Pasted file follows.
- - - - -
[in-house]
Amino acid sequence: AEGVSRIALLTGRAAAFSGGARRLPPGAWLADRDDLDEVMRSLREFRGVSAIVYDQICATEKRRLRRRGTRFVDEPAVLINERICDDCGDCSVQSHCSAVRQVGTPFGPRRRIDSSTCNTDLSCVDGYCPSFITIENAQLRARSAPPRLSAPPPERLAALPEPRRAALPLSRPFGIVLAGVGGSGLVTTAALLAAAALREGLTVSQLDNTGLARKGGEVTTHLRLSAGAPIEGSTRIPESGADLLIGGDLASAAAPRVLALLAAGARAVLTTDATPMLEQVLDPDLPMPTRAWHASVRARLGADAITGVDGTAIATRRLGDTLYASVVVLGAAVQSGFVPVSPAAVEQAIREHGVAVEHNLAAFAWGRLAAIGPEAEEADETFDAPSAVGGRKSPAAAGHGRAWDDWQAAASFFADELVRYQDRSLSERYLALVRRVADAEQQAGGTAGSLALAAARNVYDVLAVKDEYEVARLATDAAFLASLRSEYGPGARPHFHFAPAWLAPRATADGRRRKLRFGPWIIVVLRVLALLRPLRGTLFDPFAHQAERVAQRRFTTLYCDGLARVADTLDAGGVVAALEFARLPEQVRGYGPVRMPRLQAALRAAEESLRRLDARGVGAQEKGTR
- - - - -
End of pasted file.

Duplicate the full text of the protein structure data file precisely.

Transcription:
[in-house]
Amino acid sequence: AEGVSRIALLTGRAAAFSGGARRLPPGAWLADRDDLDEVMRSLREFRGVSAIVYDQICATEKRRLRRRGTRFVDEPAVLINERICDDCGDCSVQSHCSAVRQVGTPFGPRRRIDSSTCNTDLSCVDGYCPSFITIENAQLRARSAPPRLSAPPPERLAALPEPRRAALPLSRPFGIVLAGVGGSGLVTTAALLAAAALREGLTVSQLDNTGLARKGGEVTTHLRLSAGAPIEGSTRIPESGADLLIGGDLASAAAPRVLALLAAGARAVLTTDATPMLEQVLDPDLPMPTRAWHASVRARLGADAITGVDGTAIATRRLGDTLYASVVVLGAAVQSGFVPVSPAAVEQAIREHGVAVEHNLAAFAWGRLAAIGPEAEEADETFDAPSAVGGRKSPAAAGHGRAWDDWQAAASFFADELVRYQDRSLSERYLALVRRVADAEQQAGGTAGSLALAAARNVYDVLAVKDEYEVARLATDAAFLASLRSEYGPGARPHFHFAPAWLAPRATADGRRRKLRFGPWIIVVLRVLALLRPLRGTLFDPFAHQAERVAQRRFTTLYCDGLARVADTLDAGGVVAALEFARLPEQVRGYGPVRMPRLQAALRAAEESLRRLDARGVGAQEKGTR